Before the recent rework, only the most skilled players could make Yoru viable, but now, he is seeing much more usage in high ranks and even pro play. Though he is a duelist, his toolkit is arguably more similar to that of an initiator, with multiple ways to blind your opponent. In this article, we’ll tell you everything you know to master the art of deception to give your team the upper hand.
- Cost: 100 credits
- Duration: 10s
- Health: 150hp
Fakeout spawns a mirror image of Yoru which is impossible to tell the difference except for his movement patterns, as the fake only moves straight forward, even when hitting a wall. If an enemy player shoots it, it will flash anyone looking at it – creating a perfect opportunity for you to swing and get an easy pick.
When you’re on the attacker side, Fakeout can help you to get onto a site if you send it ahead of you as a free additional flash. Your opponent is much more likely to be fooled by it if they’re expecting you to push as they’ll be focusing on being ready to shoot, so wait until your team is about to execute and run in after your fake to take full advantage of it being destroyed.
Getting stuck in a corner is another situation where your doppelganger could be useful to escape. Again, the enemy will be holding the angle and ready to shoot as soon as they detect any movement, so it will have a higher success rate. You’ll need to be ready to run as soon as the flash pops, of course!
On defense, the fake is helpful for taking aggressive fights early in the round as you can utilize the same strategy as before, pushing behind it. Send it down B main on Fracture for example, where it’s common to peek early, and you might be able to catch several players. This can also work if you want to try to flank but know it’s being watched – you can make them think they’ve got the kill only to appear moments later and get it yourself instead!
Before the rework, this ability was just fake footsteps – and you can still use this aspect to trick the other team. You can pretend to rotate or move to a different angle, making the enemy think they have info on your position only to surprise them if they try to act on it. For example, you could send your fake to the cubby in B main on Ascent at the start of the round and force them to waste time and utility trying to clear the angle, while being more vulnerable to market.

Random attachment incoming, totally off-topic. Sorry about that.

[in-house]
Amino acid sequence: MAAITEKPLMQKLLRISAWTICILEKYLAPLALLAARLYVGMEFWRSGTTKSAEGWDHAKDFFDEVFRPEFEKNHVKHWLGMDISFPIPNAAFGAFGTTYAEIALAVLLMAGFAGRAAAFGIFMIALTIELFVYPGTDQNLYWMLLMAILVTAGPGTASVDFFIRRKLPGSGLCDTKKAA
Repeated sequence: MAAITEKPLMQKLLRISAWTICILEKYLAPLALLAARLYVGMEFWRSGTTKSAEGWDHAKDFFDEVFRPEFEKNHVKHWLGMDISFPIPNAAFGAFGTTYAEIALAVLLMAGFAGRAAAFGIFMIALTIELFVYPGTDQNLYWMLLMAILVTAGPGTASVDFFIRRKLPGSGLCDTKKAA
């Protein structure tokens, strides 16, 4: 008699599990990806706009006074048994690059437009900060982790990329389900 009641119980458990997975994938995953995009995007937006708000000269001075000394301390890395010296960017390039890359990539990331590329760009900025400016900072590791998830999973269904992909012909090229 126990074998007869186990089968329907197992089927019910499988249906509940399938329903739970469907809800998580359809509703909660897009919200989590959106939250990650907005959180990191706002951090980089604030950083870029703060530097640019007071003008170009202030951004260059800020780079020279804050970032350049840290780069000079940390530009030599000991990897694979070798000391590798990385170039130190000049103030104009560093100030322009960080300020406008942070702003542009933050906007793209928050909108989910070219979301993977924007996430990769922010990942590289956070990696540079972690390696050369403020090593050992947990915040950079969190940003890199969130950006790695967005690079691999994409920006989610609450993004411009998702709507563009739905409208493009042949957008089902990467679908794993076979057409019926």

Although it’s cheap, you still want to make sure you get the most value out of your Fakeout, just like any other ability. Try to deploy it when you know your opponent is there to be fooled, and consider if you could get info by shoulder- or jump-peeking instead. However, an advantage is that if used effectively, it can give you a free third flash at a lower cost.
You’ve probably seen many clips of popular streamers imitating fakes by copying their movement patterns only to turn around when behind their enemies and shoot them in the back of their heads. While it’s tempting to try this, make sure the other team has already shown that they will sometimes ignore obvious fakes – some teams will simply shoot it no matter what, and the last thing you want to do is feed!
- Cost: 250 credits, up to 2 total
- Windup: 0.6s
- Duration: 1.5s flash
Blindside has a couple of attributes that make it different from other flashes. The first is that the enemy can’t see it, relying instead on sound cues to realize when you’ve used it. Secondly, it will activate only after bouncing off a surface – usually the floor or a wall.
Just like any flash which can also affect your teammates and yourself, try to aim it so it will activate behind you, so you don’t need to turn it. This gives you a much better timing on your enemies as you can push just as they turn it or catch them when they’re flashed, meaning they’re defenseless no matter what they do.
You might also want to spend some time understanding exactly how the mechanics work to avoid unexpected bounces, especially against invisible walls. Practicing on custom maps never hurts, since it makes perfect!